Monday, September 24, 2012


I have to leave for work in an hour.  I don't want to go.  I keep telling myself that I have an easy job, and I do. But that doesn't change the fact that I don't want to go.  It's not that I don't want to work at all, I just want a job that is challenging; a job where I am treated like a participant rather than a fixture.  Sitting in that booth makes it all seem like it is on TV... you're not looking in at me, I am the one watching you.  I see the day unfold and move into the night and the night fall back into the day.  I see everything and I hear everything.  I know  every shadow and every corner.  I have been here too long.  I am wiser and older than I seem.  Common sense isn't common and common courtesy is even less.  You get to leave and I have to stay.  It is a small space, please don't fart.

Wednesday, September 19, 2012

It's Where We Come From



I have not always been concerned with social class; I have been aware of social distinctions most of my life but, until recently, I was largely unaware of the effect that class has had on my every-day existence.  Growing up in a largely middle class community in the western suburbs of Chicago I had always assumed that I belonged to the middle class, we had all of the material luxuries; a house in a decent neighborhood, more than one car, my dad rode a motorcycle, we had a camper and took family vacations, had decent clothes, went to a nice school, went to church... your basic living-the-American-dream suburban lifestyle.  Yet, looking back, there always seemed to be significant social differences between me and my peers in school and church.  I believe one of the biggest differences was that my father turned a wrench for most of his working career while most other dads worked in an office.  Did that mean that we were working class?  Is “working class” a bad word? Was I excluded from the middle class without being aware?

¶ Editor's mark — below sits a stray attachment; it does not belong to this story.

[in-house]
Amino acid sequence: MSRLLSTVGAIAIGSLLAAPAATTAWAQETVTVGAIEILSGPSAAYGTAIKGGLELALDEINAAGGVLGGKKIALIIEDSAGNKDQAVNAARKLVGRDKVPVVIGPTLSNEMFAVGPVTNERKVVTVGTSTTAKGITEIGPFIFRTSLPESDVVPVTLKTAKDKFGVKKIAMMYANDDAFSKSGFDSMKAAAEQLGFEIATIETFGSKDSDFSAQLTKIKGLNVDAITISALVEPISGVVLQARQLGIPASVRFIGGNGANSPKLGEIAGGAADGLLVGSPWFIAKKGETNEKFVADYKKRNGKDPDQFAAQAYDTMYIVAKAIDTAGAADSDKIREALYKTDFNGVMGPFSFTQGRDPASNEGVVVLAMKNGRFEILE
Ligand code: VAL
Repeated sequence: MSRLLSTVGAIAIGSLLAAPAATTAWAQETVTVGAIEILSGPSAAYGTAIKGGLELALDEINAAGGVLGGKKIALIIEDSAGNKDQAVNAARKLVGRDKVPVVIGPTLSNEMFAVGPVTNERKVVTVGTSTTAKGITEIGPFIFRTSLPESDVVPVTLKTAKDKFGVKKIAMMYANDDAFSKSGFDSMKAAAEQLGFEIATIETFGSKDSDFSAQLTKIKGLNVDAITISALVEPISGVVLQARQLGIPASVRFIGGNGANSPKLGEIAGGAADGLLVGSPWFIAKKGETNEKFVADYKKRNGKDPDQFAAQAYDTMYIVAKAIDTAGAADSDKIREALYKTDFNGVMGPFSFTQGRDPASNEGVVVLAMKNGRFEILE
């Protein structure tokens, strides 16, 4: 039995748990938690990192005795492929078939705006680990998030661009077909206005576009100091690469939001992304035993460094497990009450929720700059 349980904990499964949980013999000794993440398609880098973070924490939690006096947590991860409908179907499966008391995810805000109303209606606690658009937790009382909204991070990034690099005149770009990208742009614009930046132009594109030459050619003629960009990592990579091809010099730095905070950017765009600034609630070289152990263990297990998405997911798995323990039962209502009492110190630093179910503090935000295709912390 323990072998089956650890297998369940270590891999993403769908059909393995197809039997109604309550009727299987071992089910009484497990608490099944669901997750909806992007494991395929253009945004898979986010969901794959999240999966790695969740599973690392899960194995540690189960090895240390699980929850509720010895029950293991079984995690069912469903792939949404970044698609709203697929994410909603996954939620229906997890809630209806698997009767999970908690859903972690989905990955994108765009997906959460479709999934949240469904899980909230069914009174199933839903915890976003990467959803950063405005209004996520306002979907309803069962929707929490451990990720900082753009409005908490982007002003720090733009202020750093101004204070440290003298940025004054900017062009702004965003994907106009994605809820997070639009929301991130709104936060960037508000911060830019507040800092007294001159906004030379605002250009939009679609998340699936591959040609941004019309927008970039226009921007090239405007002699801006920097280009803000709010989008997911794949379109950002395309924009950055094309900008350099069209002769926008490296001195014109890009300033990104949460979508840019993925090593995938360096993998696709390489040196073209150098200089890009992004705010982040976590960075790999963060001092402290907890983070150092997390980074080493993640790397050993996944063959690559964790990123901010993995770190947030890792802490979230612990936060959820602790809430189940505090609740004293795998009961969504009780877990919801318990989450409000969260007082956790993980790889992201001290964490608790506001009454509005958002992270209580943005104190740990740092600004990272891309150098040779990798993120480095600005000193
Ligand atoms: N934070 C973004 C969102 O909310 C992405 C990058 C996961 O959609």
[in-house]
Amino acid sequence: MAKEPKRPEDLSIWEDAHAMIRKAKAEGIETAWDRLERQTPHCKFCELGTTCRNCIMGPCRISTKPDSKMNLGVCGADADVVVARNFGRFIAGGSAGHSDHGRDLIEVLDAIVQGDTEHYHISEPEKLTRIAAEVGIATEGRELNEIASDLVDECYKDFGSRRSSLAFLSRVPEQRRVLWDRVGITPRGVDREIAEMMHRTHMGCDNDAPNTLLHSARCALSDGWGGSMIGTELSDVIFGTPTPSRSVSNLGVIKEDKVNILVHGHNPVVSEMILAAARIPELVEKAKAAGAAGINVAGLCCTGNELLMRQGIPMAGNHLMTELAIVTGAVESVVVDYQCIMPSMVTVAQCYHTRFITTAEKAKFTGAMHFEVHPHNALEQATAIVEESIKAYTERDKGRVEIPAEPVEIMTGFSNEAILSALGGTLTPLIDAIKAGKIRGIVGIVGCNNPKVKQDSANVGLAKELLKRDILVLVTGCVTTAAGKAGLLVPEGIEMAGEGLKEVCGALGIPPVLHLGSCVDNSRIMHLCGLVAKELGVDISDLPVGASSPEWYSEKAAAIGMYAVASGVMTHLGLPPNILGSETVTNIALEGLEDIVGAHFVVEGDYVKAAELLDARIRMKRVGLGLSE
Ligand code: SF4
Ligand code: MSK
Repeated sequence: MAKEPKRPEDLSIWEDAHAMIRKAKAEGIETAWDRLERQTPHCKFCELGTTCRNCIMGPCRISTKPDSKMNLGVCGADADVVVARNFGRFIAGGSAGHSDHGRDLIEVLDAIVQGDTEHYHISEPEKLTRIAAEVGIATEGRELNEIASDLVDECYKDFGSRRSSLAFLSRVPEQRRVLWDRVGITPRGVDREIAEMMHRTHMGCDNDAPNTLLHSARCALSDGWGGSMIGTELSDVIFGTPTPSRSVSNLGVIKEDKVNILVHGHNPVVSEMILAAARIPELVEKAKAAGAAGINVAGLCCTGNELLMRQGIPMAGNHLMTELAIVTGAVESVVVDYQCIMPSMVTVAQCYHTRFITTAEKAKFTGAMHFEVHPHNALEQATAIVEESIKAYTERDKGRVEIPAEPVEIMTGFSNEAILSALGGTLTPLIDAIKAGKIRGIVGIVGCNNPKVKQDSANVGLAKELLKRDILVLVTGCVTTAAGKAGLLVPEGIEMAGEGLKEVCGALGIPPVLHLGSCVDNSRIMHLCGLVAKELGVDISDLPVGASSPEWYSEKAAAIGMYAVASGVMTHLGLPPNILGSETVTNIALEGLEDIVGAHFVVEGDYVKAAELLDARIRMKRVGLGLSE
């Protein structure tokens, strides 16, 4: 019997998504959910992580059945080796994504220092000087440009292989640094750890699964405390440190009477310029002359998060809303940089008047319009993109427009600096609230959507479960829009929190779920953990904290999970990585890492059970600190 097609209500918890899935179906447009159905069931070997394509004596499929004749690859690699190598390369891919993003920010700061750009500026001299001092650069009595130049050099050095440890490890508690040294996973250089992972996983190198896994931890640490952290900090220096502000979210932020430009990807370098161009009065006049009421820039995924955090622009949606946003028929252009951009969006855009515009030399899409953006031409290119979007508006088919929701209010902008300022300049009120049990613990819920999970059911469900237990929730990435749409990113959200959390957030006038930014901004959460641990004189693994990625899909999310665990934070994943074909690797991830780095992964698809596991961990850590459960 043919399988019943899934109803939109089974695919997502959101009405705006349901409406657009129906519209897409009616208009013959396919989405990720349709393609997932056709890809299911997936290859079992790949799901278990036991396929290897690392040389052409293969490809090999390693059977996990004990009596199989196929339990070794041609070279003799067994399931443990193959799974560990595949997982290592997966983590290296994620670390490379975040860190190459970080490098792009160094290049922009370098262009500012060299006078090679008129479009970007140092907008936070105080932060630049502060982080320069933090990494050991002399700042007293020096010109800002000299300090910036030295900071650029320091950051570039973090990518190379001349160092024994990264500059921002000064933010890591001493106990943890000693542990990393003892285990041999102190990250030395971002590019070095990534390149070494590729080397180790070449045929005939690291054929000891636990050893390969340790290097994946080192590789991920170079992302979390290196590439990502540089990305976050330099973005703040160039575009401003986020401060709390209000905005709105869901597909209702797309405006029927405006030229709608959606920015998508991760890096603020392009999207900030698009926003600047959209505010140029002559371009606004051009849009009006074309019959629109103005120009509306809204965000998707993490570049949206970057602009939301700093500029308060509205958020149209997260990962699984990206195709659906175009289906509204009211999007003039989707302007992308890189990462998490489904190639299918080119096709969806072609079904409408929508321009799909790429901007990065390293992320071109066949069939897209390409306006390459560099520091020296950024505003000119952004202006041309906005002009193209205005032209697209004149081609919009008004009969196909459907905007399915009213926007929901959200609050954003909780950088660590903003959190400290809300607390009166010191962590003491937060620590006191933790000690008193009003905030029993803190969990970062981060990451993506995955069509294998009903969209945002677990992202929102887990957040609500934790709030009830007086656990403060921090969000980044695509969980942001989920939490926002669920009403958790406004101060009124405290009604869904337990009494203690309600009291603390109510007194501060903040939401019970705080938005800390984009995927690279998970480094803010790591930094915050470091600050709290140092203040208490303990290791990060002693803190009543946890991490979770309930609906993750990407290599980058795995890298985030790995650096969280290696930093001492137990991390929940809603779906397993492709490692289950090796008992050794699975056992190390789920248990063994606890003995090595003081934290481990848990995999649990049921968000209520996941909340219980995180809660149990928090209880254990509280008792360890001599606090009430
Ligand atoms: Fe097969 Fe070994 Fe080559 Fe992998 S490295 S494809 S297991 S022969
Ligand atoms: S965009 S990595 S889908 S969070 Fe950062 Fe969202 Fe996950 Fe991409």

Over his career my father was able to work his way into sales and eventually upper management on a high school diploma.  As he moved up in his career, our family moved up in our accumulation of status symbols but, did it really matter what we owned or where my father worked?  Is that what social class is really about?  Where did we fit in? What are the indicators of social class?  How are social distinctions in our culture defined, what are the lines?  How does social mobility work?  Can we ever truly be  socially mobile?  How do people in our culture identify themselves within the American caste system?  What is the history of that system? 
I would like to explore the issue of social class using arts-based research as a method of inquiry.  I would like to interview other people and learn about their experiences with social class.  I will photograph them and their environment; these photographs coupled with co-created literature documenting our conversation will serve as evidence to gain a better understanding of how people identify themselves (consciously or subconsciously) with a social class.  
Along with the photographs and writing, I want to explore my own experiences by continuing to develop and incorporate a body of drawings I have been creating that is based on memories of my family, their stories and our shared experiences in work, life, and relationships.  The central figure in these drawings is a representation of a working class stereotype, an idealized form that represents “the worker” and relates some of the assumed characteristics of a working class existence from my personal experience.  The drawings are based on my interpretation of past events, memories, wishes, and people who are important to me.  The formless faces connote the individual but never give the individual an actual identity... for instance, if the power goes out, we call ComEd and report the outage, an hour later the power comes back on and we go on with our daily lives.  What we might sometimes take for granted is the person who actually went into the wires and sorted everything out; for us there is no name, no face, just the result. 
Social class is a multidimensional issue encompassing political, religious, gender and racial issues.  This project will not be able to address these issues in full; It will concentrate on social class while keeping in mind that there are many forces that shape our experience.  These forces will inevitably make an appearance in the work and eventually will have a say in the direction the project moves. This is a start; it is an effort to gain a better understanding of social class, how we live together, and how we can make our shared experiences more meaningful.